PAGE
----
The economic legacy of 9/11
Anthony Peters draws lines to today’s problems from that fateful day 13 years ago.
Early afternoon, thirteen years ago today, I was sitting right under a TV screen on the trading floor of Banc of America Securities here in London waiting to hear from my colleagues as they arrived for the new trading day in New York. All the talk was of the slowing economy and what the Greenspan Fed would do to engineer a soft landing. On January 3rd the FOMC had, between meetings, cut the Funds rate from 6½% to 6% and at every meeting since, as well as at one further extraordinary occasion it eased by a further ¼ or ½ point. As at 9/11/2001 rates were at 3½%.
When I first heard over the squawk box that a plane had hit the World Trade Center in Manhattan, my comedic best prompted the reaction that soft landings were off. It did not take long, however, for pictures to pop up on CNN and it became clear that this was not a laughing matter. By the time I found myself, along with the rest of the bank’s staff, hurriedly cleared out of the building and watching events unfold on a large TV in the pub next door, it was perfectly clear that we were watching history being made and that the world would never be the same again.
The reason I make this point, as I seem to every year on this date, is to bring back to mind the reason we are where we are in terms of the economy and of markets. In mid-2001 markets were in the midst of the bursting dot.com bubble. The tech-heavy Nasdaq index had peaked in March 2000 at 5,132.32 points, on September 10th 2001 it had closed at 1,695.38 points and the Fed was under pressure not to let the imploding wealth-effect bring the economy to its knees.
With or without the events of 9/11, the scene was set for what was about to follow. America was being offered cheap money. Punting equities had proven to be a mug’s game. Brick and mortar or, in the case of American residential real estate, chipboard and staples had to be the way to go. What followed, driven by the Fed’s panic reaction to the Al Qaeda attacks and their putative effect on the economy, was a housing bubble of monstrous proportions.
On September 17th – Wall Street was still only working in parts – the Fed made another inter-meeting rate cut. By year end of 2001, rates were at 1¾%. Fed Funds had been cut by 425bp inside of one calendar year and house buyers were off to the races. Yet, the 30-year rate which determined the cost of mortgage borrowing spent the next five years oscillating either side of 5%. Borrowing might not have been all that cheap but the banks’ carry was staggering, and thus the supply of credit seemed endless. That drove real estate prices higher and higher and, well, we all know where it ended.
Aided by the growth of Chinese manufacturing and imported disinflation, the Fed deceived itself into believing it had found a magic formula. By June 2003, Funds were at a historic low of 1%. That might not seem special to some of the younger members of our trading community but to those amongst us who remembered rates at 20% in the early 1980s it looked like manna from heaven. Stupidly cheap leverage and a real estate bubble of epic proportions were the economic legacy of 9/11, but politically it was The War on Terrorism in which Washington determined to eradicate Al Qaeda – did anyone hear Barak O’Bama address the nation last night vowing to do the same to ISIL? – and there followed the invasion of Afghanistan and the Second Gulf War. A few hundred mindless radicals have become tens of thousands.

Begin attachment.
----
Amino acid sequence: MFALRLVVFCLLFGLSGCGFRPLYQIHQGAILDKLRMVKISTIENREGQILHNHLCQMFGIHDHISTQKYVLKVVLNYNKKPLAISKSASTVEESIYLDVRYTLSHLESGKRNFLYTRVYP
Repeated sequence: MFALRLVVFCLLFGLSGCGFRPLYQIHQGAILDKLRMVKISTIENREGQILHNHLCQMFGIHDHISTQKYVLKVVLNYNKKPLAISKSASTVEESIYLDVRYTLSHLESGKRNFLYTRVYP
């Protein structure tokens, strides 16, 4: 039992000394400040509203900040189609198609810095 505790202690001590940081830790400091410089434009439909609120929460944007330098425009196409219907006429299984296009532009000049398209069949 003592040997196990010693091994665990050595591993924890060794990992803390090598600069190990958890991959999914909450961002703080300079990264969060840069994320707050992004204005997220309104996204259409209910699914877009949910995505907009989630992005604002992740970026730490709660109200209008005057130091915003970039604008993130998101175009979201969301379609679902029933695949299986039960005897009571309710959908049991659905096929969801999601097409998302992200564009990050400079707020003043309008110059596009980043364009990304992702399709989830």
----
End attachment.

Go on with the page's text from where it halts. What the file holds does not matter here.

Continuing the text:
And here we are, 13 years on, and I think it might have been the first time that there was no mention of the auspicious anniversary on BBC news. Other than leaving our children the legacy of an ungovernable Mesopotamia, a nearly ungovernable North Africa and crumbling authority in parts of the sub-Saharan area, staggering public sector debt in the West and a business environment corseted by layer upon layer of regulation, compliance and control imposed by a political class, most members of which have never held a job outside of party and lobbying work – a couple of years in PR don’t count – we have precious little to show for it.
The great credit bubble of the mid-2000s also created awesome fiscal revenues which politicians handed out with glee, thus creating in many cases a false reality of the material kind to which our society became very quickly accustomed. The much vaunted “entitlement” class was not a creation of the recipients but of the donors. Now, in subsequence, banks and their shareholders are being fined tens of billions by those who should have prevented it from happening.
Yet, every morning we get up, travel to work and give the best we can for our employers and hence, by proxy, for our families. Many of us lost friends and most of us lost colleagues in the events which, 13 years ago today, befell the United States and subsequently many parts of the rest of the world.
Let us not forget. Mike, you were a hero.
PS: No firm suffered greater losses on 9/11 than did Cantor Fitzgerald. In keeping with their tradition, they are broking today for charity. I wish them the best of luck so long as they don’t nick my business.